I want to thank my colleague, Mary Fitzpatrick, Plus's senior manager of consulting services, for this post. I am a sucker for a good Ted Talk, as is Mary. This one, though, could really help a guy like me who has to look at way too many (insert anything someone could buy here) before making a purchase! The ability to avoid decision fatigue or analysis paralysis would help a lot us!

Mary, if you can help, my wife and kids send their thanks!  Now take it away:

"You have almost certainly heard of FOMO (fear of missing out). Recently, as I was doing some other research, I learned about FOBO, or the "fear of better options." Usually I get to exert my most creative energy towards our clients, helping brainstorm, develop and ultimately find great options to help move their projects forward. I enjoy it, and it gives me energy to bring back to my family.

However, in the last six months, life has veered off the nice reliable path we were on to the point where I find myself evaluating (and sometimes re-evaluating) even the simplest of tasks. Grocery shopping has become a complex minefield of FOBO. Do I go in person or shop online? Local vs. big box? If I go in person, which store will have everything I need? What is the best time to shop? And on…and on… Every decision I make, I fear there is a critical feature I haven’t thought of that ticks all the right boxes.

For mobility managers, life in the time of COVID-19 is a constant review of our tried and true methods, like looking at new ways to use your mobility policies (virtual assignments), your duty of care (onboarding before moving) or understanding what a significant change in volume means. It is overwhelming. It is uncharted. New information is being uncovered all of the time. The FOBO is real. Ultimately, you want to make the best decision, even when there may not be an obvious “best” option, but rather multiple options which each have their own pros and cons.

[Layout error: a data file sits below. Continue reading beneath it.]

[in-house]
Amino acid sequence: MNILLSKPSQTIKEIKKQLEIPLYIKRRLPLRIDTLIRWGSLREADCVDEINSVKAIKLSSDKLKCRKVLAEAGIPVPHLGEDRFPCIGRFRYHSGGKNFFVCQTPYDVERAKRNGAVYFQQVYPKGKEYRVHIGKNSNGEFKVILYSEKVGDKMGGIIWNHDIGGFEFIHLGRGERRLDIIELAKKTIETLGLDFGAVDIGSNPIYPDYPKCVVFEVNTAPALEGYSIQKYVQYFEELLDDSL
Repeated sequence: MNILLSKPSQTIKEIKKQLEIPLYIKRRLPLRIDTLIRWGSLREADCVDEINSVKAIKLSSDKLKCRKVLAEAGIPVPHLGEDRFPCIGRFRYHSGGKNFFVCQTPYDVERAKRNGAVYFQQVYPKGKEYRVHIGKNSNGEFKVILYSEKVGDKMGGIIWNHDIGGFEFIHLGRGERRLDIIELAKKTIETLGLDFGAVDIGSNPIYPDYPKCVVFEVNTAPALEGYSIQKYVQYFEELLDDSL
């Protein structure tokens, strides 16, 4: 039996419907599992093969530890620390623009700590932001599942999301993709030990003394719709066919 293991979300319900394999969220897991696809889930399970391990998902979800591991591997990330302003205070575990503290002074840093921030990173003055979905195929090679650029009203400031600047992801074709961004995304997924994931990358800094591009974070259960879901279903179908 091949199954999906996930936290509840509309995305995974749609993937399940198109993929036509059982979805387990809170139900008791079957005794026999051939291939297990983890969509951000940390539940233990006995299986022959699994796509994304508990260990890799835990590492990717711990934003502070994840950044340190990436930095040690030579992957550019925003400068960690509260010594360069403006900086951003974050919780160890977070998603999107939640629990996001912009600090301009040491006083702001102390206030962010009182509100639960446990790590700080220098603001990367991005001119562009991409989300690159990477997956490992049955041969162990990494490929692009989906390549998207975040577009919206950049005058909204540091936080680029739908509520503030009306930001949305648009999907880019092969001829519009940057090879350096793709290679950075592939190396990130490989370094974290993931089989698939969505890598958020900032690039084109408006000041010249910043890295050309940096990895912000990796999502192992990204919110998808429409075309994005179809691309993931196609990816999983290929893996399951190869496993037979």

In the Ted Talk How to make faster decisions, venture capitalist Patrick McGinnis offers strategies to manage FOBO and make decisions to help you keep moving forward. 

He provides some simple tips for organizing your decisions into the following categories:

  1. no stakes (like choosing a show to watch)
  2. low stakes (like booking a hotel)
  3. high stakes (like which house you should buy)

Once a decision has been put into one of these categories, then you can focus your energy on what really matters.

In addition to spending your energy on the right decisions, don’t be afraid to adjust your expectations on how far into the future you need to or can plan. Information and world events are very fluid in the moment, making it next to impossible to plan for the next 1-5 years. Try to focus on what can be done in next 1-5 weeks. You will find it easier to make decisions with the information and options at hand."